About a month before health reform passed last week, health insurance giant WellPoint announced record premium rate hikes all over the country, some as high as 39 percent. As an HCAN report detailed, the premium increases largely fed into insurer profits, rather than paying for actual health care costs. Democrats pointed to the hikes as a evidence of the need for reform, with President Obama and Democrats in Congress citing the massive hikes as another reason to pass sweeping legislation.
Today on Fox Business, WellPoint VP Brad Fluegel appeared to talk about the impact of health reform. But instead of a discussion of the legislation and its ramifications for business and customers, the hosts of Fox Business spent a large portion of the interview skewering Fluegel for helping to pass reform through rate hikes. Of course, WellPoint lobbied (directly and through front groups) aggressively against the bill.
The Fox Business hosts pointed to the hikes and whined, “you guys threw it. … [Y]ou had to know this was going to push this legislation over the top.” Fox host Charles Payne argued that WellPoint enjoys plenty of profits and could have held off the hikes “until maybe after the November elections” for Republicans to win enough to stop reform. Stu Varney, another Fox host, was more direct. Varney looked at the WellPoint executive and muttered, “it was a bad public relations move. … [Y]ou are one of the primary reasons why we did get a vote in favor of health reform”:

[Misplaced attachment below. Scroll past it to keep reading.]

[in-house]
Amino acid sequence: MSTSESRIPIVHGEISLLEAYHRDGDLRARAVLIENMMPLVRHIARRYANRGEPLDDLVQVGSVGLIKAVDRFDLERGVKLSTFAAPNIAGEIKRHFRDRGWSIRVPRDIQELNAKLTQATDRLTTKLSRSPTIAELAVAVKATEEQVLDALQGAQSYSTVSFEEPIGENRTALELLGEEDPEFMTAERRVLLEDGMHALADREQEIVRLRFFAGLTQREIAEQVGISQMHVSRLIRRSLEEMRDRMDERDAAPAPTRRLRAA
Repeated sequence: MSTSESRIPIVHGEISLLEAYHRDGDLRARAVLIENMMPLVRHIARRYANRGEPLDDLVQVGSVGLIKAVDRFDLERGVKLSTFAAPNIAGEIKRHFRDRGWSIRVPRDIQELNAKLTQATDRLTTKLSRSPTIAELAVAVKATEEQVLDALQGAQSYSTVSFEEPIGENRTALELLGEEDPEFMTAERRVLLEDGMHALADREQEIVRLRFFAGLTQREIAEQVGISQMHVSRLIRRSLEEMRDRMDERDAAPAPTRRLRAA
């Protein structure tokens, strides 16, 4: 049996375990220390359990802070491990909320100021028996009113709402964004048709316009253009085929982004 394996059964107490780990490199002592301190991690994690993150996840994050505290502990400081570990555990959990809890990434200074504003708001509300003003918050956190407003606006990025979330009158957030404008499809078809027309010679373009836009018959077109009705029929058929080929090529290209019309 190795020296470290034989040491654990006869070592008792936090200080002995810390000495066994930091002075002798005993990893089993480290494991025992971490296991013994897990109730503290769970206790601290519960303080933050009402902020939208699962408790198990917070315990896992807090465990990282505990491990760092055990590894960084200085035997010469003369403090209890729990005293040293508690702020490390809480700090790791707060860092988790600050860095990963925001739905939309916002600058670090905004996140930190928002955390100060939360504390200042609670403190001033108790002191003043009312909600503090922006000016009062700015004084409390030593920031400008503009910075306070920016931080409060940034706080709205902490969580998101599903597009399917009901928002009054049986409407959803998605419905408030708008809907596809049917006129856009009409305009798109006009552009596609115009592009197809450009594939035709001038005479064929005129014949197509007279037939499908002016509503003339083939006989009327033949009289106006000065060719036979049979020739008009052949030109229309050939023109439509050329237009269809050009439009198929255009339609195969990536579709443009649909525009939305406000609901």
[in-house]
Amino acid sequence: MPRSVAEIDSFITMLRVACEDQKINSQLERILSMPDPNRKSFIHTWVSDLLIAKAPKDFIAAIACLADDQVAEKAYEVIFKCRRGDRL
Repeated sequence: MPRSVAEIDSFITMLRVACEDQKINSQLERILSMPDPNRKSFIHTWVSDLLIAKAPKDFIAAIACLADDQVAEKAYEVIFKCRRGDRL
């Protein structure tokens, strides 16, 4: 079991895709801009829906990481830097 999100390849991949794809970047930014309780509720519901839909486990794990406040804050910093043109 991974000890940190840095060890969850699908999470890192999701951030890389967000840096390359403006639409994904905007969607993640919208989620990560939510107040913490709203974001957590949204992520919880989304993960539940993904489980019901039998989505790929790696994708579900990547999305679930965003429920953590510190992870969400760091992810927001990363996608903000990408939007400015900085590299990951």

PAYNE: When I look at all the different operating margins in your industry, looks like WellPoint, you guys are enjoying one of the healthier, I mean you guys doubled year after year from the year before. Is there any regret about this rate hike at this time? I mean if this was a boxing match, I say you guys threw it. I mean you had to know this was going to push this legislation over the top.
FLUEGEL: Well again our premiums are reflecting underlying medical costs. So we’re not the only ones —
PAYNE: But I mean some of your rivals, Aetna, some of these other guys, I think they make net on a bottom line percentage wise less than you. Seems like everyone was willing to suck it up until maybe after the November elections. Do you think it was a strategic mistake?
FLUEGEL: We need those premium increases to remain solvent within those geographies. […]
VARNEY: It was a bad public relations move at a very bad time. Because that brought down demonization on you and all the other private health insurers. And you are the one of primary reasons why we did get a vote in favor of health reform.
Before health reform passed, Fox Business hosts had cautioned WellPoint that hiking rates might energize health reform advocates. In a segment on the hikes in February, Fox Business spent the entire program ignoring how the hikes would impact customers; instead focusing on how it might help Democrats politically.